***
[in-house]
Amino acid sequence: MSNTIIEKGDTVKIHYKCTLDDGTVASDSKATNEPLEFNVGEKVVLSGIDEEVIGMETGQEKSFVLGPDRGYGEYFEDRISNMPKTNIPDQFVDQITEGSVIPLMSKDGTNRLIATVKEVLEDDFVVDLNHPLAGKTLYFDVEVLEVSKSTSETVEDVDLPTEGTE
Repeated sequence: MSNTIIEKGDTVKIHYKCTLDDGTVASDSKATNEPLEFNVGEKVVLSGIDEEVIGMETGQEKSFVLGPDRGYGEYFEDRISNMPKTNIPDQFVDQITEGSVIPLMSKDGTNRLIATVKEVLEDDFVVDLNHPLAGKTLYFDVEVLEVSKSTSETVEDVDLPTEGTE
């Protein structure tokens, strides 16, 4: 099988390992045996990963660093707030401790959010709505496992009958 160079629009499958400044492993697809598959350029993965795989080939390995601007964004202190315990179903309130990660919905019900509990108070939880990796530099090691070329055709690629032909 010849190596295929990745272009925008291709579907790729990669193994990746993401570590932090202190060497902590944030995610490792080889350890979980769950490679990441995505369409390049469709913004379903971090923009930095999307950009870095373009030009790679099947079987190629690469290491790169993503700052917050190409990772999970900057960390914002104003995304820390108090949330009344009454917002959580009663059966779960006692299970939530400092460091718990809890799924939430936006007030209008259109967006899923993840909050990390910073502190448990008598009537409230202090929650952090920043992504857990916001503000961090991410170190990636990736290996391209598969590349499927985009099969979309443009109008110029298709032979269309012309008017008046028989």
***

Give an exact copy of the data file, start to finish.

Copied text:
[in-house]
Amino acid sequence: MSNTIIEKGDTVKIHYKCTLDDGTVASDSKATNEPLEFNVGEKVVLSGIDEEVIGMETGQEKSFVLGPDRGYGEYFEDRISNMPKTNIPDQFVDQITEGSVIPLMSKDGTNRLIATVKEVLEDDFVVDLNHPLAGKTLYFDVEVLEVSKSTSETVEDVDLPTEGTE
Repeated sequence: MSNTIIEKGDTVKIHYKCTLDDGTVASDSKATNEPLEFNVGEKVVLSGIDEEVIGMETGQEKSFVLGPDRGYGEYFEDRISNMPKTNIPDQFVDQITEGSVIPLMSKDGTNRLIATVKEVLEDDFVVDLNHPLAGKTLYFDVEVLEVSKSTSETVEDVDLPTEGTE
């Protein structure tokens, strides 16, 4: 099988390992045996990963660093707030401790959010709505496992009958 160079629009499958400044492993697809598959350029993965795989080939390995601007964004202190315990179903309130990660919905019900509990108070939880990796530099090691070329055709690629032909 010849190596295929990745272009925008291709579907790729990669193994990746993401570590932090202190060497902590944030995610490792080889350890979980769950490679990441995505369409390049469709913004379903971090923009930095999307950009870095373009030009790679099947079987190629690469290491790169993503700052917050190409990772999970900057960390914002104003995304820390108090949330009344009454917002959580009663059966779960006692299970939530400092460091718990809890799924939430936006007030209008259109967006899923993840909050990390910073502190448990008598009537409230202090929650952090920043992504857990916001503000961090991410170190990636990736290996391209598969590349499927985009099969979309443009109008110029298709032979269309012309008017008046028989």